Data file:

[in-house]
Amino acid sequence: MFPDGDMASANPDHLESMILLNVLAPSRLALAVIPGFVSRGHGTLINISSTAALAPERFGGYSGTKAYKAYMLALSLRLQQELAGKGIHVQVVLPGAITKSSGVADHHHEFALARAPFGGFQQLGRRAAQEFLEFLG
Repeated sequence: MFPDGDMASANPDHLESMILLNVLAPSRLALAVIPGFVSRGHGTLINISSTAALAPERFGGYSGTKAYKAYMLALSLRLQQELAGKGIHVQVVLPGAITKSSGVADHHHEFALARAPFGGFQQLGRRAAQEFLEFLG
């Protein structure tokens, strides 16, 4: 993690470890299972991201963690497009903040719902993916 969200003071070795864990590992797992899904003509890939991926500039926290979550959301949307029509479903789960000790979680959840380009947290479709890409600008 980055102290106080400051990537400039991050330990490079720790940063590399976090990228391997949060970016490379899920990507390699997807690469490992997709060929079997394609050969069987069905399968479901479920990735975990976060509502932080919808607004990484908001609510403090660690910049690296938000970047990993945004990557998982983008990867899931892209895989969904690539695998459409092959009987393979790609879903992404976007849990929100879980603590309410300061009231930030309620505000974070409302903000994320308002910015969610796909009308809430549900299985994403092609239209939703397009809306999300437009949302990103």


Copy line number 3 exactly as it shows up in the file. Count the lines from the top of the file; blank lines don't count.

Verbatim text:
Repeated sequence: MFPDGDMASANPDHLESMILLNVLAPSRLALAVIPGFVSRGHGTLINISSTAALAPERFGGYSGTKAYKAYMLALSLRLQQELAGKGIHVQVVLPGAITKSSGVADHHHEFALARAPFGGFQQLGRRAAQEFLEFLG